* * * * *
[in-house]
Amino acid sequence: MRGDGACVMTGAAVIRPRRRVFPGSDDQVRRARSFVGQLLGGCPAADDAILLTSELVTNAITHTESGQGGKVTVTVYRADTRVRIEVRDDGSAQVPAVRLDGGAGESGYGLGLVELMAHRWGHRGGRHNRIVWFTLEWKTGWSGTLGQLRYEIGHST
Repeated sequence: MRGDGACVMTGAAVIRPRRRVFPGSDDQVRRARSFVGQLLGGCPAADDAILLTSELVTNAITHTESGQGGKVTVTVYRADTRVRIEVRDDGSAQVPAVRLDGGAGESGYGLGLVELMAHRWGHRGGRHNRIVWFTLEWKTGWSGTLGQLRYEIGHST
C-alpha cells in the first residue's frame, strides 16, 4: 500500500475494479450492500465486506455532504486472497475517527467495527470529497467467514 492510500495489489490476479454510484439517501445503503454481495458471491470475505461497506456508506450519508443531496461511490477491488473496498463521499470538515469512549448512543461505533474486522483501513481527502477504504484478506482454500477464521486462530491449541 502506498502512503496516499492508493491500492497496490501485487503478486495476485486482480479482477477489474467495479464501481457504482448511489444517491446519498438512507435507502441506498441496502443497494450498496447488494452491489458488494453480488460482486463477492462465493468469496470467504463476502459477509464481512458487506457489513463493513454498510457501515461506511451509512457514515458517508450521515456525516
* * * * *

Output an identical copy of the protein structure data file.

[in-house]
Amino acid sequence: MRGDGACVMTGAAVIRPRRRVFPGSDDQVRRARSFVGQLLGGCPAADDAILLTSELVTNAITHTESGQGGKVTVTVYRADTRVRIEVRDDGSAQVPAVRLDGGAGESGYGLGLVELMAHRWGHRGGRHNRIVWFTLEWKTGWSGTLGQLRYEIGHST
Repeated sequence: MRGDGACVMTGAAVIRPRRRVFPGSDDQVRRARSFVGQLLGGCPAADDAILLTSELVTNAITHTESGQGGKVTVTVYRADTRVRIEVRDDGSAQVPAVRLDGGAGESGYGLGLVELMAHRWGHRGGRHNRIVWFTLEWKTGWSGTLGQLRYEIGHST
C-alpha cells in the first residue's frame, strides 16, 4: 500500500475494479450492500465486506455532504486472497475517527467495527470529497467467514 492510500495489489490476479454510484439517501445503503454481495458471491470475505461497506456508506450519508443531496461511490477491488473496498463521499470538515469512549448512543461505533474486522483501513481527502477504504484478506482454500477464521486462530491449541 502506498502512503496516499492508493491500492497496490501485487503478486495476485486482480479482477477489474467495479464501481457504482448511489444517491446519498438512507435507502441506498441496502443497494450498496447488494452491489458488494453480488460482486463477492462465493468469496470467504463476502459477509464481512458487506457489513463493513454498510457501515461506511451509512457514515458517508450521515456525516